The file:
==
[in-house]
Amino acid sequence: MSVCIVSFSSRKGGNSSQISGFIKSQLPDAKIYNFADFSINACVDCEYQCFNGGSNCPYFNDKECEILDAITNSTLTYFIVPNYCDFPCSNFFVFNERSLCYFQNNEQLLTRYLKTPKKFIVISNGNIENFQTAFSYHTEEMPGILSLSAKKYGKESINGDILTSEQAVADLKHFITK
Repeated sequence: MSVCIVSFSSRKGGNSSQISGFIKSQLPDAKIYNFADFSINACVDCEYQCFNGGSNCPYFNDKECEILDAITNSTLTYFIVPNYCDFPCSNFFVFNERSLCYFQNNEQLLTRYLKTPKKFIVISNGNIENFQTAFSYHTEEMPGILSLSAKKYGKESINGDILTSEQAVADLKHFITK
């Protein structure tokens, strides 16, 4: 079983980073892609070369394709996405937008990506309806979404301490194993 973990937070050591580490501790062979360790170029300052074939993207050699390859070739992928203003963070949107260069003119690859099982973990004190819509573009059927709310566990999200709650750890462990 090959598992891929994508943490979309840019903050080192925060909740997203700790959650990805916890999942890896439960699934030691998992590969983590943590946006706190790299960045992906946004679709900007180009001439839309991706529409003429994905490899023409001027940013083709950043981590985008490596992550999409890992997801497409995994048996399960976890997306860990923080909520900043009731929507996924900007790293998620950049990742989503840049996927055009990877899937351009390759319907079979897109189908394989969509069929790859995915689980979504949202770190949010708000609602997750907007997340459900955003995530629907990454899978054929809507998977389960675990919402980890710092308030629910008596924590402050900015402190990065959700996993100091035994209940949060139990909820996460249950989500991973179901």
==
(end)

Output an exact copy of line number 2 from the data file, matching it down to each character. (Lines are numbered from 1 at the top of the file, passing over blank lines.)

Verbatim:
Amino acid sequence: MSVCIVSFSSRKGGNSSQISGFIKSQLPDAKIYNFADFSINACVDCEYQCFNGGSNCPYFNDKECEILDAITNSTLTYFIVPNYCDFPCSNFFVFNERSLCYFQNNEQLLTRYLKTPKKFIVISNGNIENFQTAFSYHTEEMPGILSLSAKKYGKESINGDILTSEQAVADLKHFITK